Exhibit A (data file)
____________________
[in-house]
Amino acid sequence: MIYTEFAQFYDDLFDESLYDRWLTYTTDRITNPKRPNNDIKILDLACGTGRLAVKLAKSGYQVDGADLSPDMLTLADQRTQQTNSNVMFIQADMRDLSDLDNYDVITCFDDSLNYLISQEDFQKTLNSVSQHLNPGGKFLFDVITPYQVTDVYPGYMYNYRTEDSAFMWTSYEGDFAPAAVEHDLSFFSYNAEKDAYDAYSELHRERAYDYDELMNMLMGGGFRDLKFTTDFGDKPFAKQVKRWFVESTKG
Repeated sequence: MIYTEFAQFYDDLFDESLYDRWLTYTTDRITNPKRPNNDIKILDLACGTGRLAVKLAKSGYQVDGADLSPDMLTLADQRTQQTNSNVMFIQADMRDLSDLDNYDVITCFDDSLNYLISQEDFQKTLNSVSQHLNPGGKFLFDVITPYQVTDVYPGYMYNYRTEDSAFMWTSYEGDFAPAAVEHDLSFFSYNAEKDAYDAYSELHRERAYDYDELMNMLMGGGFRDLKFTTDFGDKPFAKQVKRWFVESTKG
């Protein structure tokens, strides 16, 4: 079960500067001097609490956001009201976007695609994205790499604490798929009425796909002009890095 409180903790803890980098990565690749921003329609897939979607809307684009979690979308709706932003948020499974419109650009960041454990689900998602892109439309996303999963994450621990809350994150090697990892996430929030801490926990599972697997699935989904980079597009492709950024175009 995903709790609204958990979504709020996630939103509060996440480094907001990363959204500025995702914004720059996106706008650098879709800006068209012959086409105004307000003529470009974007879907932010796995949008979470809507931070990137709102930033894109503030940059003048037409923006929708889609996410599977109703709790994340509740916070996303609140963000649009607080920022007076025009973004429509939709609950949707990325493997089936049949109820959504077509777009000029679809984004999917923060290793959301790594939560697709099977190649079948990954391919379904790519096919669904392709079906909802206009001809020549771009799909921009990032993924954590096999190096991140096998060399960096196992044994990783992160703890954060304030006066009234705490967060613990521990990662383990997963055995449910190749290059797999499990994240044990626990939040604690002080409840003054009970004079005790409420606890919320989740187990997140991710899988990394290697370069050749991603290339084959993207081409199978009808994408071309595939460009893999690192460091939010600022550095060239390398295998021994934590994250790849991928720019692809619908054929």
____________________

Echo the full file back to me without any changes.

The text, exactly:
[in-house]
Amino acid sequence: MIYTEFAQFYDDLFDESLYDRWLTYTTDRITNPKRPNNDIKILDLACGTGRLAVKLAKSGYQVDGADLSPDMLTLADQRTQQTNSNVMFIQADMRDLSDLDNYDVITCFDDSLNYLISQEDFQKTLNSVSQHLNPGGKFLFDVITPYQVTDVYPGYMYNYRTEDSAFMWTSYEGDFAPAAVEHDLSFFSYNAEKDAYDAYSELHRERAYDYDELMNMLMGGGFRDLKFTTDFGDKPFAKQVKRWFVESTKG
Repeated sequence: MIYTEFAQFYDDLFDESLYDRWLTYTTDRITNPKRPNNDIKILDLACGTGRLAVKLAKSGYQVDGADLSPDMLTLADQRTQQTNSNVMFIQADMRDLSDLDNYDVITCFDDSLNYLISQEDFQKTLNSVSQHLNPGGKFLFDVITPYQVTDVYPGYMYNYRTEDSAFMWTSYEGDFAPAAVEHDLSFFSYNAEKDAYDAYSELHRERAYDYDELMNMLMGGGFRDLKFTTDFGDKPFAKQVKRWFVESTKG
């Protein structure tokens, strides 16, 4: 079960500067001097609490956001009201976007695609994205790499604490798929009425796909002009890095 409180903790803890980098990565690749921003329609897939979607809307684009979690979308709706932003948020499974419109650009960041454990689900998602892109439309996303999963994450621990809350994150090697990892996430929030801490926990599972697997699935989904980079597009492709950024175009 995903709790609204958990979504709020996630939103509060996440480094907001990363959204500025995702914004720059996106706008650098879709800006068209012959086409105004307000003529470009974007879907932010796995949008979470809507931070990137709102930033894109503030940059003048037409923006929708889609996410599977109703709790994340509740916070996303609140963000649009607080920022007076025009973004429509939709609950949707990325493997089936049949109820959504077509777009000029679809984004999917923060290793959301790594939560697709099977190649079948990954391919379904790519096919669904392709079906909802206009001809020549771009799909921009990032993924954590096999190096991140096998060399960096196992044994990783992160703890954060304030006066009234705490967060613990521990990662383990997963055995449910190749290059797999499990994240044990626990939040604690002080409840003054009970004079005790409420606890919320989740187990997140991710899988990394290697370069050749991603290339084959993207081409199978009808994408071309595939460009893999690192460091939010600022550095060239390398295998021994934590994250790849991928720019692809619908054929």